Substance misuse

Substance misuse, children and younger people and future trends

Young people data

Compared with England, Bedfordshire is either similar to or significantly better for all the indicators used in substance misuse. ChiMat Indicators (1)

Substance Misuse Indicators

Child Health Profile Substance Misuse Indicators

Problem drugs users aged 15-24 years

Although the numbers are small, there are consistently 10-20 young people who are problem drug users every month in Central Bedfordshire.  The way the National Drug Treatment Monitoring System (NDTMS) data have been reported by local authority changed in April 2013 with Bedford Borough and CBC now being reported separately with no data available for Bedfordshire.  The number of people in treatment In Bedfordshire consistently seems to dip in August with a peak in March.

Future trends

‘Club drugs’ is a collective term for a number of different substances typically used by young people in bars and nightclubs, at concerts and parties. These drugs can be harmful and heavy use can develop into a dependency. Data collected since 2005-06 now tells us enough to form an idea of the scale and nature of the problems associated with the more established club drugs – ecstasy, ketamine, methamphetamine, GHB (gammahydroxybutrate), GBL (gammabutyrolactone) and mephedrone. What is becoming clear is that despite the widespread use of club drugs, they are currently causing a treatment problem for relatively few people. There is no evidence to suggest they are replacing the most damaging substances, heroin and crack, as drugs of dependency, but they can seriously harm the physical and mental health of the people who use them. Though only a small number of people need treatment for club drugs (just 2 % of over 18s and 10% of under 18s in contact with services), the figure is creeping upwards. There is an inevitable time lag between first use and developing a dependency, so we do not yet know how many more may require treatment in the years to come. But those club drug users who need help tend to respond well. Unlike typical heroin and crack users, they often have the good personal resources – jobs, relationships, accommodation.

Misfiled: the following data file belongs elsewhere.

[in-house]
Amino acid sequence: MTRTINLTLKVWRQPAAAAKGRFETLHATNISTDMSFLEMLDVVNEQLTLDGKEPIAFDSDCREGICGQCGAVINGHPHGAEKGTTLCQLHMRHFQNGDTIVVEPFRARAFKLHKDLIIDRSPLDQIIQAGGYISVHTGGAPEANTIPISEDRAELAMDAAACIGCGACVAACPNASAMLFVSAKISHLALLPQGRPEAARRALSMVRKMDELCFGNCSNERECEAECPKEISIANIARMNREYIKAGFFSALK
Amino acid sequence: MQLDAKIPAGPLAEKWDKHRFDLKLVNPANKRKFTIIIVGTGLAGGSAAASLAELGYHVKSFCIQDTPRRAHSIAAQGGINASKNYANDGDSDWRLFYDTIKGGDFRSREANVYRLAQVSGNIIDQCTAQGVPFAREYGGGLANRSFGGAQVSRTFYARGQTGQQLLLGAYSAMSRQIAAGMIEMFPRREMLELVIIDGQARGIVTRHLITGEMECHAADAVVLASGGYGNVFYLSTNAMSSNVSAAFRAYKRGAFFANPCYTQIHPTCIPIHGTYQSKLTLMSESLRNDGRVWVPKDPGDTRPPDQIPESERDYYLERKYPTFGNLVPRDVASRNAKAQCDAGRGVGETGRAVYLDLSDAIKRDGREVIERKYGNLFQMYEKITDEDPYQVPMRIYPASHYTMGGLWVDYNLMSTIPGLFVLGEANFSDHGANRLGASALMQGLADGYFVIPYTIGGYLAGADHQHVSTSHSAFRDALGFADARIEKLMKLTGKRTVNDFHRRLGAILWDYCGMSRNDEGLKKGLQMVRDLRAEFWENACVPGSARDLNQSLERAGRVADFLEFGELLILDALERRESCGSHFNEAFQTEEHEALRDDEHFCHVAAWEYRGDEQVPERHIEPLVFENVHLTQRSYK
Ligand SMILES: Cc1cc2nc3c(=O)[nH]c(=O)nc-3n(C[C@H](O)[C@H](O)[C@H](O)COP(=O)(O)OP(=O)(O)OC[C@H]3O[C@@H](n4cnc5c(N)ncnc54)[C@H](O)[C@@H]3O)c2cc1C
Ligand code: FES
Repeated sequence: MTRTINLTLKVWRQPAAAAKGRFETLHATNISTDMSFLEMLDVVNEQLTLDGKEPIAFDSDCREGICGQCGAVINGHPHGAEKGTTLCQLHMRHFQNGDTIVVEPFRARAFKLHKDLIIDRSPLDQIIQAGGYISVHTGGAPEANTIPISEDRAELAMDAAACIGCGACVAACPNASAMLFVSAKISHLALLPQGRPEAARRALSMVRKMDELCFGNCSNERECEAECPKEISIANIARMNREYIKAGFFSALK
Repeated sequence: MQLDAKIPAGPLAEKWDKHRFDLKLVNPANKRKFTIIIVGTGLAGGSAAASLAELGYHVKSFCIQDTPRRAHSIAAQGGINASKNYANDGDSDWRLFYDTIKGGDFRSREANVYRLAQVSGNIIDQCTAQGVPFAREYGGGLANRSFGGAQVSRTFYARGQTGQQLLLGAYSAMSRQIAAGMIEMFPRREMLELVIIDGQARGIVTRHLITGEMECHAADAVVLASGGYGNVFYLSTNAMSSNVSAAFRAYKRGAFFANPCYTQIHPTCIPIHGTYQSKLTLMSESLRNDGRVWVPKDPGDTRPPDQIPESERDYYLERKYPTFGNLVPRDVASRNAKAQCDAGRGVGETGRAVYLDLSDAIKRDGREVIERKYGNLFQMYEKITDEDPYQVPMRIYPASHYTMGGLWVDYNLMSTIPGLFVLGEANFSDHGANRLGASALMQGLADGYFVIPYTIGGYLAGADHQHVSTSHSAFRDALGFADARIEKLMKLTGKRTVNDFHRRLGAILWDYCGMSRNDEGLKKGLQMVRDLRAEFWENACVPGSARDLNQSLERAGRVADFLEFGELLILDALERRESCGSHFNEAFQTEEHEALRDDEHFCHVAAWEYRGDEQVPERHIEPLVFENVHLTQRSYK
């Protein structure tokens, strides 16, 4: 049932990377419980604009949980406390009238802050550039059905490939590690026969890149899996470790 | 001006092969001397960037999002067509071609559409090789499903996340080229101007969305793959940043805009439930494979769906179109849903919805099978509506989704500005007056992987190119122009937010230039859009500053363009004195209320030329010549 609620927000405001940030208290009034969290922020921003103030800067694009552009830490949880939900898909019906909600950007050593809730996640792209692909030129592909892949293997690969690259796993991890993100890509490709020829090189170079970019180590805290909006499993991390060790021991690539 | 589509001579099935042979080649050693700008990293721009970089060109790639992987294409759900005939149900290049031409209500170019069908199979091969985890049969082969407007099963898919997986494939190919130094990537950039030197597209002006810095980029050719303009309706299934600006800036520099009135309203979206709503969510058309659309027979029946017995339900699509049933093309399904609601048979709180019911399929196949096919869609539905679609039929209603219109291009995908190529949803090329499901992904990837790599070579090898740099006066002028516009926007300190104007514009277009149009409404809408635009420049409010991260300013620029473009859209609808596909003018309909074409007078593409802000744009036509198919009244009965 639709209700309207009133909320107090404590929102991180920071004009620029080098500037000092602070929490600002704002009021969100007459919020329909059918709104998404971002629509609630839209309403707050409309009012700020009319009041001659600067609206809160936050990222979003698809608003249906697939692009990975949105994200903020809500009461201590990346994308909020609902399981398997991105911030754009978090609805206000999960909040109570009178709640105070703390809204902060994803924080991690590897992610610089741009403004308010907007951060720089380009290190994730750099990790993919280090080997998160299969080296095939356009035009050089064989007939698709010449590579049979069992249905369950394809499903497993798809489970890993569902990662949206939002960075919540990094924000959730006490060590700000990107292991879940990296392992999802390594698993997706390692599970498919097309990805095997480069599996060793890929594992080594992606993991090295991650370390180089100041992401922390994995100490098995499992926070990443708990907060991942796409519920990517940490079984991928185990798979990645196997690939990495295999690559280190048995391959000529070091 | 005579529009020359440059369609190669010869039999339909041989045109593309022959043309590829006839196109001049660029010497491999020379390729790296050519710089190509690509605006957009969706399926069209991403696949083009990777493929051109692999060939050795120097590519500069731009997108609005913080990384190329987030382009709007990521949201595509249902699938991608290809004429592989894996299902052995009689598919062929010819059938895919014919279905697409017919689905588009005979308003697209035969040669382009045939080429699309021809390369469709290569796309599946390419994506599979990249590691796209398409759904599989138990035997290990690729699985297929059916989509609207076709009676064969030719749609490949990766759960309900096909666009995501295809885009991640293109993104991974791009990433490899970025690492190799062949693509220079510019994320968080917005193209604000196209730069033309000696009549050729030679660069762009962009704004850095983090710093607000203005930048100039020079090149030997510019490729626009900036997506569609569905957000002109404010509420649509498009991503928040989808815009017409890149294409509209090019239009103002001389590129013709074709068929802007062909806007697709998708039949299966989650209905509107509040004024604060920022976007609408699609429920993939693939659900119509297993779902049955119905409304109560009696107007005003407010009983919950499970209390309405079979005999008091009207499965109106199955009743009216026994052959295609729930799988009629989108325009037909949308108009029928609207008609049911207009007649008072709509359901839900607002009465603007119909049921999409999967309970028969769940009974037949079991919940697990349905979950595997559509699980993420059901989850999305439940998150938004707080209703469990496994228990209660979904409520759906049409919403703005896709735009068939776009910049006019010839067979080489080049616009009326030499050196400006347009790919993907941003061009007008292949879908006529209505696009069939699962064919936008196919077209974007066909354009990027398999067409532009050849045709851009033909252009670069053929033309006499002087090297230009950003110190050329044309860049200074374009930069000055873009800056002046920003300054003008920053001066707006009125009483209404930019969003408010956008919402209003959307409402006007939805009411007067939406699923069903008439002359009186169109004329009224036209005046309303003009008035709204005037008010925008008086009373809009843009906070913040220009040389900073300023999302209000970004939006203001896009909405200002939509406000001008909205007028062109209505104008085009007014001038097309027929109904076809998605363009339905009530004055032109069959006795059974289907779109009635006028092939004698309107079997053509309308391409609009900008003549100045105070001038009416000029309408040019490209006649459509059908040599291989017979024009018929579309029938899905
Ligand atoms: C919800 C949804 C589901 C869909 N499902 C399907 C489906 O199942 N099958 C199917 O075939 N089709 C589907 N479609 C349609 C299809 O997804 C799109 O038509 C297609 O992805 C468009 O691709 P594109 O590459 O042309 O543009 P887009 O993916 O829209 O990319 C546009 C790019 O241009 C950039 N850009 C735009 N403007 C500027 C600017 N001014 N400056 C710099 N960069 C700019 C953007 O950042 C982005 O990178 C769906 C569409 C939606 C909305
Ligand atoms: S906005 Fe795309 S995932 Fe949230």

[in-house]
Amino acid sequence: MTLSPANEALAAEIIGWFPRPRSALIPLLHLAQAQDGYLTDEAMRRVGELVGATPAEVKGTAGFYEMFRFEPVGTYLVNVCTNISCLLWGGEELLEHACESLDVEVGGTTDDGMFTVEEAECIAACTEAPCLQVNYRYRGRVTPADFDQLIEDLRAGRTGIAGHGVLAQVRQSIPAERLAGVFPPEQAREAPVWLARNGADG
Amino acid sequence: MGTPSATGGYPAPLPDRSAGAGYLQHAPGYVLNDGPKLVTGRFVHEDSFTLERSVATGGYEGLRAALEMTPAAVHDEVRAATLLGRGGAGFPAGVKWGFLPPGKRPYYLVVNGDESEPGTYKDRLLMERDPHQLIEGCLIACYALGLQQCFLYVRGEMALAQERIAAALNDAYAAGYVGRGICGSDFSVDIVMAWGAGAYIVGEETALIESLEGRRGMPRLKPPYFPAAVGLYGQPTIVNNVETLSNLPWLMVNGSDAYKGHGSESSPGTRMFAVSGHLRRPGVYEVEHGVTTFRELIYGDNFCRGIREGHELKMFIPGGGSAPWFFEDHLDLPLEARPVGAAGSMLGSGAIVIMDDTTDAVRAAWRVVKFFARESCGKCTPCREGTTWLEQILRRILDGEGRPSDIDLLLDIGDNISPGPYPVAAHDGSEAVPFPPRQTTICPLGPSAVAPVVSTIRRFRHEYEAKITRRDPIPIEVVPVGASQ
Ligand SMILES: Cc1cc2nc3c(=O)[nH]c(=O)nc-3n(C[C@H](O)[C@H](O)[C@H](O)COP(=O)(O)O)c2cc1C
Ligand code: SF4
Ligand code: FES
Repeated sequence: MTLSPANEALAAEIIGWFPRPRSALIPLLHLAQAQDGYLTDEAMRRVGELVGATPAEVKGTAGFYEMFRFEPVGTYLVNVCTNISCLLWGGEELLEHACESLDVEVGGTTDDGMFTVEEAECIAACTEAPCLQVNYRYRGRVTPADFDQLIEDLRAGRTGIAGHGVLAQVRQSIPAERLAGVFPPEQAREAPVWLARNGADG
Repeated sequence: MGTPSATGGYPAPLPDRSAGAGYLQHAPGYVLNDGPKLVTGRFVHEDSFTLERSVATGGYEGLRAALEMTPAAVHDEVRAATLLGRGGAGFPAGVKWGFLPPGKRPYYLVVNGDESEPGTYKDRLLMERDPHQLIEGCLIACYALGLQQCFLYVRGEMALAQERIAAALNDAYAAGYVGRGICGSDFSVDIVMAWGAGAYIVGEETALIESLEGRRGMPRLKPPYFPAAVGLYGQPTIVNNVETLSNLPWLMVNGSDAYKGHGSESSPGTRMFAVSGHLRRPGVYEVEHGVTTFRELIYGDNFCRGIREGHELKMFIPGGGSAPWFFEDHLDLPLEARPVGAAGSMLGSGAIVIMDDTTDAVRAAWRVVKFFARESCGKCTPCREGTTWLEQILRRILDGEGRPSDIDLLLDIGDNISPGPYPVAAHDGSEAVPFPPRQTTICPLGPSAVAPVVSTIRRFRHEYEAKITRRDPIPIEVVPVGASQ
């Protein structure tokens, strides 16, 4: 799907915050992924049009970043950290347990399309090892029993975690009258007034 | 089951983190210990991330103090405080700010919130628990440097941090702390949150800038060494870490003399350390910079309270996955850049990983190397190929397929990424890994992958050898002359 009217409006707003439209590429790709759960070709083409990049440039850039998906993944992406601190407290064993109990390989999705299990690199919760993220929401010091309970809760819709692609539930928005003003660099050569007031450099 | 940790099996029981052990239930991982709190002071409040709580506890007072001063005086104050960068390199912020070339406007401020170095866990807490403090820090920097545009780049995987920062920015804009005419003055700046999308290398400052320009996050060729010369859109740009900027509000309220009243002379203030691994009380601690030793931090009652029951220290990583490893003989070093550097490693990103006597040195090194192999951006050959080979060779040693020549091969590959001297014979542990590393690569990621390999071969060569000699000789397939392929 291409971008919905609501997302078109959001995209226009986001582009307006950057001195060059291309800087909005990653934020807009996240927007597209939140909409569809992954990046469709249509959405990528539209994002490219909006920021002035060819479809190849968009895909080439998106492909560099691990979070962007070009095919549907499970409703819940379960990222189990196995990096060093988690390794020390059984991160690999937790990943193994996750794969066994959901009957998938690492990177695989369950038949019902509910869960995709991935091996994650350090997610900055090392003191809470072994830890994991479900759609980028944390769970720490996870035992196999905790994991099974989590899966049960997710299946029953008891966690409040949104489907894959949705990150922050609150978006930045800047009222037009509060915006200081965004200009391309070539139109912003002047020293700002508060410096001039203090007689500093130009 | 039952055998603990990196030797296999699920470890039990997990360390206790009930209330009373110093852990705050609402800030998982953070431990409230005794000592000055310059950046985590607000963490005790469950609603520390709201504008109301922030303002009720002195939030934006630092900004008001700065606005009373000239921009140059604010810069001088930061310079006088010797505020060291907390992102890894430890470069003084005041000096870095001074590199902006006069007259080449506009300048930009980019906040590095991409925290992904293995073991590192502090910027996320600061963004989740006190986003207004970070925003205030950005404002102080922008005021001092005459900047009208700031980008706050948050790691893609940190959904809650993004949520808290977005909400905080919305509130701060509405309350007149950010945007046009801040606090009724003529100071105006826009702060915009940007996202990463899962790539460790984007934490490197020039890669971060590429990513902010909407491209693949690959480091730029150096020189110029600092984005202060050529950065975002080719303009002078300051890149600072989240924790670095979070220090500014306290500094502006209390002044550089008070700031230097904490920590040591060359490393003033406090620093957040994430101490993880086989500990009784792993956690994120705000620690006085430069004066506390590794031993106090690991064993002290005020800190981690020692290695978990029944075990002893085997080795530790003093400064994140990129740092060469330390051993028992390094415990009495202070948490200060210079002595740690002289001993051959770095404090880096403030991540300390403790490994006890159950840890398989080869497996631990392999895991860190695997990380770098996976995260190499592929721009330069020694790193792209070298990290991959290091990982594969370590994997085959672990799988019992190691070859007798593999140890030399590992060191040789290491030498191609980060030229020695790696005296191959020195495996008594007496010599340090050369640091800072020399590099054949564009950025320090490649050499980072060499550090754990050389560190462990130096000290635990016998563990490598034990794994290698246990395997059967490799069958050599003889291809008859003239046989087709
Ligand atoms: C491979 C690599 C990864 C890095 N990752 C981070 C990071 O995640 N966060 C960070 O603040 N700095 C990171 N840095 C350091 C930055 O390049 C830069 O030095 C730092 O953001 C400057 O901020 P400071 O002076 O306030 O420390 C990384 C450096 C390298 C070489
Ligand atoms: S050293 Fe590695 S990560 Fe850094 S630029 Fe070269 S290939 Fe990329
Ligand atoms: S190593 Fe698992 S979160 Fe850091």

Treatment typically involves psychosocial interventions, which address basic motivation and prevent relapse.  It also benefits from links with other services, such as urology for ketamine users, sexual health for methamphetamine users and acute medical services as back up for GHB/GBL detox.   All the experts say treatment services need to be alert to new trends and to adapt current treatment approaches accordingly. ‘There is an argument for promoting services among specific populations where particular drug use is known to be high, such as gay men who use GBL.

References

(1)  ChiMat Indicators

 

 


Last updated Friday, 22nd April 2016